The disk certify function in SoftRAID was written with these data compression SSD controllers in mind. Every pass of the disk certify function, except the last one, will write out a non-compressible random data pattern. This ensures that SoftRAID tests as many of the locations in the memory chips as possible.

Why do most of my disks get errors during certification?

If most of the disks you are certifying are getting errors, there are two possible explanations:

You have an unreliable batch of disks. Some manufacturers ship new hard drive technology before it is truly reliable. We have found this to be the case with early shipments of 6 and 8 TB disks. We have also seen this occasionally with refurbished disks.

Your Mac has a hardware problem. Some of our users have more than 50% of their disks fail certification. We have found that this is most often caused by bad or mismatched RAM or other hardware errors. You can test whether a Mac hardware problem is causing your disks to fail by moving your disks to a different Mac and re-certifying them. If they all certify successfully, the most likely explanation is that the original Mac has a hardware problem.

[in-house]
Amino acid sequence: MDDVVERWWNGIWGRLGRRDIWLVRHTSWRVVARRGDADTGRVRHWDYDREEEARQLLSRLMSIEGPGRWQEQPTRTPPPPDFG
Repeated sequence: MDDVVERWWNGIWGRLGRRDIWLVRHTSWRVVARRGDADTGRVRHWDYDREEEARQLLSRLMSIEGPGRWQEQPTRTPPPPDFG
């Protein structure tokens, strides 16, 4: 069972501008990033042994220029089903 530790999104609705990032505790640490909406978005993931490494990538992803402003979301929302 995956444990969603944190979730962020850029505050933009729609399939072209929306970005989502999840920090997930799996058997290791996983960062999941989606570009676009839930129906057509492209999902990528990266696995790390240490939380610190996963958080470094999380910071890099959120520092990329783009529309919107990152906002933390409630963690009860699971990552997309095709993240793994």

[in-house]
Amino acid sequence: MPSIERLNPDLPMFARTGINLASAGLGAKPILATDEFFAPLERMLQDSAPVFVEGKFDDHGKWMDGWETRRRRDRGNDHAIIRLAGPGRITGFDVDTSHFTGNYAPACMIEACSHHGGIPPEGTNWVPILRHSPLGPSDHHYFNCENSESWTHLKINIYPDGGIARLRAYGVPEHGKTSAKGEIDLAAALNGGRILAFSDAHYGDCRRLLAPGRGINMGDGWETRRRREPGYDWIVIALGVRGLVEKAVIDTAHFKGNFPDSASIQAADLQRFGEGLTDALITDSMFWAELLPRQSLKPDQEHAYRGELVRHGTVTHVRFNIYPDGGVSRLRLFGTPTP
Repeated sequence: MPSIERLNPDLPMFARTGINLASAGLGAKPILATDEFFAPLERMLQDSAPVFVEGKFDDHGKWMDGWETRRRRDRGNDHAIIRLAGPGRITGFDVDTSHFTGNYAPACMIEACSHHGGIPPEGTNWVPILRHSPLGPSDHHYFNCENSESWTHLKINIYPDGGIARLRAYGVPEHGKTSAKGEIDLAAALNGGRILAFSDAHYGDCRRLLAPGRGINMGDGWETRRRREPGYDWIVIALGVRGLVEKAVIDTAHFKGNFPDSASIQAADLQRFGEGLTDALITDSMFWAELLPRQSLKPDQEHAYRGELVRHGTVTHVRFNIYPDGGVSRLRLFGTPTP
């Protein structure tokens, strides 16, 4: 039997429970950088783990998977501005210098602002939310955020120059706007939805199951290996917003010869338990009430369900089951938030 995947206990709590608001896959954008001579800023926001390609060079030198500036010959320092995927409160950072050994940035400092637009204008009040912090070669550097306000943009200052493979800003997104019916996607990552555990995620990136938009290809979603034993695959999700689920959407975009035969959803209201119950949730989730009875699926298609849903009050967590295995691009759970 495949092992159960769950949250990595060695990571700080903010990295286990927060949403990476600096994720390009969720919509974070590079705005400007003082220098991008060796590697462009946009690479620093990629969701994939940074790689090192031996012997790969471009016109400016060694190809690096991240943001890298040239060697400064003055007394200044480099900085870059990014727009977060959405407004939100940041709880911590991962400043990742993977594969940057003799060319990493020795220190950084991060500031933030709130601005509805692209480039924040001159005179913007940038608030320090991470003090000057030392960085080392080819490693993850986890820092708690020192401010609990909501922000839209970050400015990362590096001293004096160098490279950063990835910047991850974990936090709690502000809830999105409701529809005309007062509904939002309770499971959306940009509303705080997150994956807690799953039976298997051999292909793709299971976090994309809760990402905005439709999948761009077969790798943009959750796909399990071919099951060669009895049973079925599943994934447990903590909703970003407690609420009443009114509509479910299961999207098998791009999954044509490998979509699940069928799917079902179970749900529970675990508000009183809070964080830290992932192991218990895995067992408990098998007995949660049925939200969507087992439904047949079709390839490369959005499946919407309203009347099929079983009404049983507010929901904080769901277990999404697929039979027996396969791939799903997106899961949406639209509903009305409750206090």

You can further diagnose this problem by removing all 3rd party RAM from the failing Mac or running the Apple memory test.

How does SoftRAID use SMART to predict disk failure?

Every time you start up the SoftRAID application, it gets the SMART status* of every disk which support SMART. In addition, the SoftRAID Monitor gets the SMART status every time you restart your Mac and every 24 hours after that. Each time SoftRAID gets the SMART status of a disk, it checks to see if the disk has failed the SMART test. In addition, the SMART measurements are also used to predict whether the disk is more likely to fail. This prediction is based on results of a study by Google engineers of disk failure using 100,000 disks over an 8 month period.

*SMART is a monitoring system in disk drives that SoftRAID Monitor uses to assess drive reliability and anticipate drive failures.

How does SoftRAID determine how many hours a disk has been used?

SoftRAID uses SMART to ask a disk how many hours it has been used. Disks which support SMART are on Thunderbolt, SATA, SAS and Fibre Channel buses. Disks which don't support SMART will say "SMART status: test unavailable" in the expanded part of the disk tile in the SoftRAID application main window.

For disks which don't support SMART, the SoftRAID driver maintains an hours of use counter which it updates every time your Mac is shutdown or volumes on the disk are unmounted. This counter is stored on the disk itself and is still valid if you move the disk to a different Mac. SoftRAID will even restore this counter to its correct value if you initialize the disk a second time.